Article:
Our cultivated cacao trees aren’t nearly as hardy as wild, uncultivated varieties. In selecting for the traits we like in cocoa beans, we’ve weeded out a tremendous amount of genetic diversity. As AiG’s Troy Lacey and Avery Foley wrote about in 2015 [link omitted], some researchers believe tapping into this genetic diversity may make a hardier plant and even yield novel chocolate flavors.

Okay, now what? Let’s read on:

So will cacao trees end up extinct? We don’t know, of course. What we do know is that what you believe about the past determines how you interpret the evidence you study in the present. Those who believe in catastrophic, man-made climate change usually start with an evolutionary view of the past. [The fools!] They believe the climate has been relatively stable since the last ice age, supposedly [Hee hee!] about 12,000 years ago. So even minor climate change, they argue, is alarming and probably man-made.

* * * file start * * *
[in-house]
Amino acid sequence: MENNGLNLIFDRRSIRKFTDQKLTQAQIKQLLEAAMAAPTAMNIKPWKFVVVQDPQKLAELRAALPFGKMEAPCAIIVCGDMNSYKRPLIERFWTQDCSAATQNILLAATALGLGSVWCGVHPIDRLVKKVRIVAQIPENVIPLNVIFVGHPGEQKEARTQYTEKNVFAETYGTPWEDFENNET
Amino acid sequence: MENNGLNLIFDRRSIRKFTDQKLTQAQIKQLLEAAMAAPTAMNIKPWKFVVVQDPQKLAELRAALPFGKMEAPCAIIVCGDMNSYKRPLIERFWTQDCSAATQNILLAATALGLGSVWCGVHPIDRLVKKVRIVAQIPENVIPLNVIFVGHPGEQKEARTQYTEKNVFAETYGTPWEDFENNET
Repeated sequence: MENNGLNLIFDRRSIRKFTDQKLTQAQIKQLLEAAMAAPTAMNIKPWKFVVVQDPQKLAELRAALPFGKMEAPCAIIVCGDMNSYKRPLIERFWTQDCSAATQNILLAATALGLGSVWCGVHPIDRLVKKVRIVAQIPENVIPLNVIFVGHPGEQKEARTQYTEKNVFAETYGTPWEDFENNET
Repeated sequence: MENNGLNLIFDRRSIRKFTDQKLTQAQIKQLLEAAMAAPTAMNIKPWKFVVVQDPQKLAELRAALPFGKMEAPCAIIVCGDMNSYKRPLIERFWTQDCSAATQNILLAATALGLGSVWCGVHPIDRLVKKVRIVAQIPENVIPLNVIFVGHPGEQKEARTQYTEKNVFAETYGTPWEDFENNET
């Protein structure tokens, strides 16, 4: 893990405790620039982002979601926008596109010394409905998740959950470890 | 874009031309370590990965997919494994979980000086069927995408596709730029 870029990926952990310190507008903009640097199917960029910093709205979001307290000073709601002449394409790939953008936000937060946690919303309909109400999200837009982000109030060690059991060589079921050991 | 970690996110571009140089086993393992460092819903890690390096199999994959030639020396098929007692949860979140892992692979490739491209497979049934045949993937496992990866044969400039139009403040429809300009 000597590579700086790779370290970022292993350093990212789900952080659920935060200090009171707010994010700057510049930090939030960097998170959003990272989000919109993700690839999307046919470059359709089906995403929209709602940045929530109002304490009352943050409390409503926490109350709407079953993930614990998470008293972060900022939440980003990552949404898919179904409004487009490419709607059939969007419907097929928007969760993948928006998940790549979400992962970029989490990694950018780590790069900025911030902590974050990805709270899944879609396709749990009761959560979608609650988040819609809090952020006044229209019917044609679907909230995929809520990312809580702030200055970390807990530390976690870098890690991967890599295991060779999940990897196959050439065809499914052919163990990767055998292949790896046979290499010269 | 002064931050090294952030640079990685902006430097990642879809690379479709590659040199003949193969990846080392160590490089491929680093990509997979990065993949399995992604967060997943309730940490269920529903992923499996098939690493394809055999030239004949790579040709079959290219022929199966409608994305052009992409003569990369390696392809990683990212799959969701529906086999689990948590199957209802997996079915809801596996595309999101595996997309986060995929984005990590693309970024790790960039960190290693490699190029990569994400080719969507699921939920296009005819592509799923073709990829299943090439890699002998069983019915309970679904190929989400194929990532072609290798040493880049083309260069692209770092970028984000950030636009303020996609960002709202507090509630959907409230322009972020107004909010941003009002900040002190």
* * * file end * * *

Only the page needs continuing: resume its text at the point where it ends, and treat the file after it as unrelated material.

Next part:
That’s what the hell-bound evolutionists believe. What does Hambo believe? Here it comes:

Now climate change is real — it’s good observational science. [Huh?] But whether it’s primarily man-made or natural cycles of climate is an entirely different issue. When we start with God’s Word, we recognize we have a climate that was designed “very good” (Genesis 1:31) by God. Of course, just like everything, our climate is cursed and has changed since creation.

Aha — climate change was caused by Adam & Eve. We hadn’t heard that before. Another excerpt:

The global Flood of Noah’s day about 4,350 years ago led to incredible climate change, including the Ice Age that followed the Flood. [Which isn’t in the bible.] Things have been settling down since then, so we expect variations in climate.

And now we come to the end:

Your starting point impacts how you view the world — even when it comes to chocolate!